Tinetti et al have a paper in Nature, July 12th, claiming infrared spectroscopic detection of water on an extrasolar planet.

Just appeared on the exoplanet.eu mailing list/web site

Paper is there Water vapour in the atmosphere of a transiting extrasolar planet (pdf)
(here is Nature link)

Detection is by comparing broadband IRAC mid-infrared data from Spitzer with detailed atmospheric models.

Object is transiting hot Jovian HD189733b – Jupiter mass planet in 2 day orbit around a K dwarf about 60 lightyears away.

Claims is the absorption seen in mid-IR is only consistent with water vapour at about 0.05% in the upper atmosphere – they also note they get a slightly different radius in the IR than in the optical during transits – possibly due to high altitude clouds (transparent to IR but opaque in optical).
Claim robust detection of molecular species through spectroscopy.

Looks pretty good, I’m sure some people will work hard to see if there are alternative explanations.

There have been previous contested claims of water detection, this one pushes things further a bit, two separate issues: one is proof of concept that we can in fact do chemistry through absorption spectroscopy of extrasolar planets, rest is just engineering; and, there is water out there, as there should be.

Good solid science, pushing what is doable with current instruments that we should remember were not designed to do this science, it is serendipitous that this sort of data can be squeezed out of them since they were spec’d to do different but related science.

Comments

  1. #1 Peter Erwin
    July 13, 2007

    I like the highly specific title The New York Times came up with for their story:

    “Scientists Find Evidence of Water on Planet”

  2. #2 ic348
    July 13, 2007

    I’m concerned about the paper in two respects.

    - IRAC observations are taken two at a time (3.6 & 5.8; 4.5 & 8), yet they do not show the 4.5 micron data. The observations in each filter not done sequentially. Unless this has somehow changed without my knowledge, there’s simply no way that they could have just not observed the source at 4.5 microns. The exclusion of that filter’s data seems rather suspicious. For all we know, the 4.5 micron data point lies well above or below the model predictions.

    And (in case they make this rebuttal) I don’t think it’s good enough to say that the data wasn’t included because of possible contamination with rovibrational CO. The authors are basing their argument on model fits of H20 spectral features to three data points. Perhaps I’m missing something, but I don’t see how modeling the CO lines (and thus ‘subtracting them out’) is an insurmountable problem. CO is one of the most frequently observed molecules in astronomy. There could be other lines overlapping the other three IRAC bandpasses, yet possible contamination of these lines does not deter the authors from modeling the emisssion.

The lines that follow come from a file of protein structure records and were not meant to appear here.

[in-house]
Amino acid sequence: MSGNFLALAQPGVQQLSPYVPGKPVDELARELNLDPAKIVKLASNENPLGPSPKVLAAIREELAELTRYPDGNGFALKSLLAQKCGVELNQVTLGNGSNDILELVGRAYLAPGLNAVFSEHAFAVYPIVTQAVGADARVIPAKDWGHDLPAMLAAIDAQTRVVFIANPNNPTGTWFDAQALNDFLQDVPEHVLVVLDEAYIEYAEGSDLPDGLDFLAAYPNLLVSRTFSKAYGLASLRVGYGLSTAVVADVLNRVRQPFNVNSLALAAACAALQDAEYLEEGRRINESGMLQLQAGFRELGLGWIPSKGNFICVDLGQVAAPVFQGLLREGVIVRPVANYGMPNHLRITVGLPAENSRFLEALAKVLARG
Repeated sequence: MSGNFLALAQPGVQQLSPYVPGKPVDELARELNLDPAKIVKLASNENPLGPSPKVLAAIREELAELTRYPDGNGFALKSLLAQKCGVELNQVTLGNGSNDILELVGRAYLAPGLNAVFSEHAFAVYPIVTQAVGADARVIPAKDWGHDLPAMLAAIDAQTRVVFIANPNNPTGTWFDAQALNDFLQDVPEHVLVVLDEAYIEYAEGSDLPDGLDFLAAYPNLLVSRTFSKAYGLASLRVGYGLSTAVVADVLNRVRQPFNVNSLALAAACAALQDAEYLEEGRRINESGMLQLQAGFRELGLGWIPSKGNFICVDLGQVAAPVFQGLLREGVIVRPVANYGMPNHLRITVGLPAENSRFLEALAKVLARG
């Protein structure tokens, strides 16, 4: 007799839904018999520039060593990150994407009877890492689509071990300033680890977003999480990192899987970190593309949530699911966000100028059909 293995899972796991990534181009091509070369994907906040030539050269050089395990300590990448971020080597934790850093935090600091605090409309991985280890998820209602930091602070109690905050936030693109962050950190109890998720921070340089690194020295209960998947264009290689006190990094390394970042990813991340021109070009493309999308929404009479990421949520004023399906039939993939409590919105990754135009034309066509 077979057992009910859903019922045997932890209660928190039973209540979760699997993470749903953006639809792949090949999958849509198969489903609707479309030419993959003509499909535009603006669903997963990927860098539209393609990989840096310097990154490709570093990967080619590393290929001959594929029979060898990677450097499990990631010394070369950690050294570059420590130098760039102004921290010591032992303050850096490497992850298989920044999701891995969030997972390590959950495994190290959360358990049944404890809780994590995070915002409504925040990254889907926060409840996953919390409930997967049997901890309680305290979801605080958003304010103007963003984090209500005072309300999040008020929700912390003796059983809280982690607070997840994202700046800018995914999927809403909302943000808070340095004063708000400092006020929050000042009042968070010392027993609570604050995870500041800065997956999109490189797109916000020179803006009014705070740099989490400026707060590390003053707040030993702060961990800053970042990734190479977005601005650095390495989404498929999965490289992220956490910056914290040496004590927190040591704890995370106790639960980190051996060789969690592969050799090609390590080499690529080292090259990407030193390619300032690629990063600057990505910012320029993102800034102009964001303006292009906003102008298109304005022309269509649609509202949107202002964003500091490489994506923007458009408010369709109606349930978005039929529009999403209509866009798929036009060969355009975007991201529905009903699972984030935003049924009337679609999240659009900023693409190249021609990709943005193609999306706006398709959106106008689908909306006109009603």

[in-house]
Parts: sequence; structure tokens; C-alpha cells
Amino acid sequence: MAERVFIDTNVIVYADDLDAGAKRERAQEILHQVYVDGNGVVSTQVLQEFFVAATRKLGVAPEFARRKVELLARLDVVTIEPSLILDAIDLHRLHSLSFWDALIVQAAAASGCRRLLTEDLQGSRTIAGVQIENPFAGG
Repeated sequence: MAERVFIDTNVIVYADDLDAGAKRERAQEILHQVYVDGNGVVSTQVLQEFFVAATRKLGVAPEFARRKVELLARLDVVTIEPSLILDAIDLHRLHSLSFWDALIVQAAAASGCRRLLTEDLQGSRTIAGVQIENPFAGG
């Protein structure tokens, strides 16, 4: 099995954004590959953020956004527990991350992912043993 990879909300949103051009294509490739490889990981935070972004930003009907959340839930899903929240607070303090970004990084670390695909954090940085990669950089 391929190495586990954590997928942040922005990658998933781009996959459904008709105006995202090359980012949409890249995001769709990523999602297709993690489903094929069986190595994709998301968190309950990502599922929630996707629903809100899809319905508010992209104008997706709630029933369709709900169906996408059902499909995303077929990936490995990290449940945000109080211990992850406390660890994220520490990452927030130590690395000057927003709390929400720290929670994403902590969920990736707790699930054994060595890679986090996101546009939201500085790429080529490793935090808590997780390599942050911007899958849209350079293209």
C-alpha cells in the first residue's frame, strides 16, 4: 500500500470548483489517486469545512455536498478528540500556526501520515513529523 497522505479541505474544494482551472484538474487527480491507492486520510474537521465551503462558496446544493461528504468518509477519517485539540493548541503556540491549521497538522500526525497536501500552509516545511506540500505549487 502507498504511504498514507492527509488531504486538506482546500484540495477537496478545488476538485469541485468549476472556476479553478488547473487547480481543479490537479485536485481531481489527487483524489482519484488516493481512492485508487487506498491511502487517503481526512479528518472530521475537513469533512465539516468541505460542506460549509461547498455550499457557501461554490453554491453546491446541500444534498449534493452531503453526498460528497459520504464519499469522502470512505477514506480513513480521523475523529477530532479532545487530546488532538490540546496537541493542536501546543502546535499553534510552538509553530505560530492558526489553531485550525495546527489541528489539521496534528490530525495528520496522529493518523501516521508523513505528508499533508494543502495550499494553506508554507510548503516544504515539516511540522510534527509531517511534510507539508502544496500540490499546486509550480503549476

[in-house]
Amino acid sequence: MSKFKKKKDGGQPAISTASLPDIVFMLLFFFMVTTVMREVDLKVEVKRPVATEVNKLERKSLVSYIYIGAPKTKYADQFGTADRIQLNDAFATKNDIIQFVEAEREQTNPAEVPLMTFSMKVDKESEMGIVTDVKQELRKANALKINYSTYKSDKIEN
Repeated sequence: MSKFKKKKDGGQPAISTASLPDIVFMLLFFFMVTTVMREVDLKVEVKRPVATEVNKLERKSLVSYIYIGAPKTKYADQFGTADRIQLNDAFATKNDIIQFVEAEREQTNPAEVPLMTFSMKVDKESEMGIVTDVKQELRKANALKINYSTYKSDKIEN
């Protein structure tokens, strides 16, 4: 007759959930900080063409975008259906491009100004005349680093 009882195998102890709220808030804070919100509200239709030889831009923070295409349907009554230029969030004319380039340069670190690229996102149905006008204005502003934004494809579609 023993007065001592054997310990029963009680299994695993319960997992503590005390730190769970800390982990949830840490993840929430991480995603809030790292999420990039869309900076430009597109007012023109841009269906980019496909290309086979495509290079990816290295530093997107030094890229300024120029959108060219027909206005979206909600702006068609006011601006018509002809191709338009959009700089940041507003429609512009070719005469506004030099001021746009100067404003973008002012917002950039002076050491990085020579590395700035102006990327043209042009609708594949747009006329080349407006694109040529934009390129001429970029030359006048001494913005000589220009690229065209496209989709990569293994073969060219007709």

- The errors shown in the figure are only 1 sigma error bars. The photometry cannot possibly be anything close to 10-20 sigma. And if they had shown 3 sigma errors it would have been rather clear that the data is also consistent with no spectral features at all.

    At some point someone will provide a compelling case for water in the atmosphere of an exoplanet. For this paper, count me as unconvinced.

  3. #3 Lab Lemming
    July 17, 2007

    “And if they had shown 3 sigma errors it would have been rather clear that the data is also consistent with no spectral features at all.”

    You mean, that there was a 0.4% chance that the data was consistent with no spectral features?

  4. #4 ic348
    July 18, 2007

    “You mean, that there was a 0.4% chance that the data was consistent with no spectral features? ”

    Not quite the same thing. I’m saying that if you included three sigma error bars you could fit a straight line through all three data points that stays within the error bars. I wonder what the chi^2 value is for a straight line using these data.

    If there were a much larger number of data points then you could quantitatively estimate the likelihood that the data and a test set with no spectral feature are the same and also estimate the significance of the difference. As I remember, the authors of the paper did nothing other than say ‘see, this looks like a feature’. My response is ‘see, it’s also consistent with no feature at all’.